Ricardo and Harriet Romo
by Erin Keever
This month the McNay art museum in San Antonio presents Estampas de la Raza: Prints from the Romo Collection. The exhibition celebrates gifts made by Dr. Ricardo and Dr. Harriett Romo. It, along with an impressive catalogue published by the University of Texas Press, marks an important event for the museum. Known for their collection of modern Mexican printmaking, the McNay now adds 200 works by Latino and Chicano printmakers from the 1960s to the 2000s. These prints, in addition to being wonderfully colorful and bold visual statements, “are in the service of social activism” points out the McNay’s Curator of Prints and Drawings, Lyle W. Williams.
Harriett and Ricardo Romo began to give away portions of their print collection to the McNay in 2008. Williams says, “At first, they gave us a few prints by Luis Jiménez, César Martinez, Vincent Valdez and others. The number of gifts increased dramatically in the next couple of years.” While the Romos’ overall collection includes other media and a good deal of Mexican work, this gift’s focus is on prints made by Chicano, Latino and Mexican American artists mostly based in California and Texas, two states in which the couple have lived and worked.
Today Ricardo Romo is the President of The University of Texas at San Antonio. His wife Harriett is a Professor in the Department of Sociology as well as being the Director of the Mexico Center at UTSA. Their married life began in Los Angeles, where they moved after graduating from The University of Texas at Austin in 1967. In L.A., both taught in inner city schools and attended UCLA. It was also in L.A. that they were introduced to the California Chicano movement along with its burgeoning art scene. The collecting seed, as they say, was planted.
Their collecting started out modestly. The very first art purchases were by Harriett on her travels to Latin America. They included a drawing she saw by a Colombian artist Bogotá and a Pre-Columbian ceramic work. Back in California, she fell in love with a Francisco Zuñiga drawing at a colleague’s home, which prompted the couple to visit the B. Lewin Gallery, specializing in work by Mexican artists. It was the early 1970s and they paid $90 a month on rent. Even so, they continued to visit the Beverly Hills gallery and eventually managed to finance a lithograph by Rufino Tamayo. Ricardo explains, “Tamayo was our first print. It was a stroke of luck really. We followed up with a few more and then a Siqueiros.”
So the first works were by Mexican artists, “When we began, we bought things for our home, things we liked. I’m a historian, so the works appealed to me because of their historical signi cance.” But as time went on and their activism increased, the Romos began to train their attention on work by Chicano artists.
Two events helped define the Romos’ collecting tastes. The “Los Four”, an exhibition at the Los Angeles County Museum (LACMA) in 1975, was a Chicano artist collective originally made up of Frank Romero, Carlos Almaraz, Roberto de la Rocha and founder Gilbert Luján. The exhibition was a major milestone and LACMA became the first mainstream museum to recognize the importance of Chicano Art in America. Piggy-backing on the attention that the LACMA show drew, Ricardo was moved to organize “Arte Picante” at The University of California San Diego’s (UCSD) new gallery, gaining exposure for the gallery as well as Chicano and Latino community issues.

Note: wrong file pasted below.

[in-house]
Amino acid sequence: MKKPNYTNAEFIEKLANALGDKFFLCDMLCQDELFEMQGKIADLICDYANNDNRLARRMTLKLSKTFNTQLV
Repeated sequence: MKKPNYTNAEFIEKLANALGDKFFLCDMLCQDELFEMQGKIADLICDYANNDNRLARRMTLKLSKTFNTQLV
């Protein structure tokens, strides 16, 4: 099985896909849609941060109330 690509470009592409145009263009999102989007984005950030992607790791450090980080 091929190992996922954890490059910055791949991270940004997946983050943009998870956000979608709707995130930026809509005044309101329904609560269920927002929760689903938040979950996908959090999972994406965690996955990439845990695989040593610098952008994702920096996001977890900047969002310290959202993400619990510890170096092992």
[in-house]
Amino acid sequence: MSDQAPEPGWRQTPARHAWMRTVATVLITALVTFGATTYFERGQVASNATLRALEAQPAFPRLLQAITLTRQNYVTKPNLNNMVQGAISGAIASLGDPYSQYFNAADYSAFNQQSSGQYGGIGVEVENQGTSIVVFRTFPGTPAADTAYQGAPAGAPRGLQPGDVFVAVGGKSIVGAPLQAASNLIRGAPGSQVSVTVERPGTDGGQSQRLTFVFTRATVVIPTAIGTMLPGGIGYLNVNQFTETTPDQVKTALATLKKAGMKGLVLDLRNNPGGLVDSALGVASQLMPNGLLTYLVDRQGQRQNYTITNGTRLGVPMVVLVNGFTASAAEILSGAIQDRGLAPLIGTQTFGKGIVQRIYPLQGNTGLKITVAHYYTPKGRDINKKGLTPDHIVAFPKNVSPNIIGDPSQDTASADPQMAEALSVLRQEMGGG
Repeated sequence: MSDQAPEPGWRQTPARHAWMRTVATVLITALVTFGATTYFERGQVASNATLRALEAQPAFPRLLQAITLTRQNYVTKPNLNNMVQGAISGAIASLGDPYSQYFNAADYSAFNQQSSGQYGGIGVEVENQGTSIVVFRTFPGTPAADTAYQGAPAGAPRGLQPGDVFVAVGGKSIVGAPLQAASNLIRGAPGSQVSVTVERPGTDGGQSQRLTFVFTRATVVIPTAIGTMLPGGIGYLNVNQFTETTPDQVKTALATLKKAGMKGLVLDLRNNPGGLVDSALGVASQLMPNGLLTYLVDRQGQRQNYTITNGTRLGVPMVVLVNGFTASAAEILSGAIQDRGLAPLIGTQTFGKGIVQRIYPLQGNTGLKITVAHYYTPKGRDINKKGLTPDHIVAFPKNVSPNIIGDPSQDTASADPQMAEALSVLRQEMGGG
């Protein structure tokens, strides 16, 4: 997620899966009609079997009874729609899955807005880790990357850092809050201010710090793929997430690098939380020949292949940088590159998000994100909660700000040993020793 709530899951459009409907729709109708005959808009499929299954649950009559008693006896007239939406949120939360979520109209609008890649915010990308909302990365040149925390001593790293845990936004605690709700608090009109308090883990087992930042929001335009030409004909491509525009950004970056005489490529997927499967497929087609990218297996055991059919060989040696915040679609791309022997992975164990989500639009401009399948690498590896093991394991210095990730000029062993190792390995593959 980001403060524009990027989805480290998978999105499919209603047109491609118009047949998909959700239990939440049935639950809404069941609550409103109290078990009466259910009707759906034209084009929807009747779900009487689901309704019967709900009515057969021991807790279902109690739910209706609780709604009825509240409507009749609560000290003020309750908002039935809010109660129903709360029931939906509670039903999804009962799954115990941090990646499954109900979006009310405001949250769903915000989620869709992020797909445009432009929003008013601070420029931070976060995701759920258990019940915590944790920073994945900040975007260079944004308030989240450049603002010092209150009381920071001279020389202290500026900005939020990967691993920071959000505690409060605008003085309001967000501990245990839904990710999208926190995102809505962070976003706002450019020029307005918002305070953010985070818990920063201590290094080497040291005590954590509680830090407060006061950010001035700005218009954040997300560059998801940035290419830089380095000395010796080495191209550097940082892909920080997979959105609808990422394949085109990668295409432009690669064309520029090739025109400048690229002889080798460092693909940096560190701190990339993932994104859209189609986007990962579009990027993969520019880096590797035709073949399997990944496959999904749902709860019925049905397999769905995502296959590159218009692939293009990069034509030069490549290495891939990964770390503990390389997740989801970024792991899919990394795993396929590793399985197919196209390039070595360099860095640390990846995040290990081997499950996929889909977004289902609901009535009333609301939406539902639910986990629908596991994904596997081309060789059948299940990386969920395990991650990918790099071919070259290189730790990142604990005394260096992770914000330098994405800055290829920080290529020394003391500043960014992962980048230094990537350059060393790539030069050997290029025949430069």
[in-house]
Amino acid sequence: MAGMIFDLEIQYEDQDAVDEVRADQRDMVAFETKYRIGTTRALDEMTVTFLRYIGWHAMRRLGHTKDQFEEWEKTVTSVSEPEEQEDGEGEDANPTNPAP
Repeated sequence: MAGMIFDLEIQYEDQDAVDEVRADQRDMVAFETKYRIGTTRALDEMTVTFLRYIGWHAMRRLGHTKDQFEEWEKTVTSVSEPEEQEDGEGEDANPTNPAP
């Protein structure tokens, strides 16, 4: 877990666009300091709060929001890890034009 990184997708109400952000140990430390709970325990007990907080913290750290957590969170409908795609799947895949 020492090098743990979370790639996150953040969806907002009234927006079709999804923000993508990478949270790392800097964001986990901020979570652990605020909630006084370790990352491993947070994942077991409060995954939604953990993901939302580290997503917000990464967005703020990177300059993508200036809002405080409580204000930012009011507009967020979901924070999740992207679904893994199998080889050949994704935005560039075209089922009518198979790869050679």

Another influential experience in L.A. was meeting Sister Karen Boccalero and the staff at Self Help Graphics. Founded in 1973, Self Help Graphics was (and is) an important community arts center and workshop in East L.A. It grew up alongside a cultural renaissance that was part of the Chicano Movement. They ordered students afterschool activities including classes in screen printing and lithography. Their annual sale featured work by both students and teachers. Many of the young artists they cultivated attained national and even international success. The Romos bought numerous prints at these sales, fully aware that in doing so, they were helping the non-profit’s mission to impact social change within the Chicano community through art.
Collecting and social responsibility remained integral when the Romos moved back to Texas. Ricardo decided to accept a position at The University of Texas at Austin while Harriett finished her PhD. They quickly immersed themselves in Austin’s Chicano art network, frequenting their friend Gilbert Cardenas’ Gallery Sin Fronteras.
Harriett sat on the La Peña organization’s board and Ricardo joined Laguna Gloria art museum’s board. At Laguna Gloria, the Romos met artists like Mel Casas and Luis Jiménez. Ricardo interviewed Jiménez for an article for Humanities Texas, which led to him buying their first print by the artist, “Southwest Pieta”.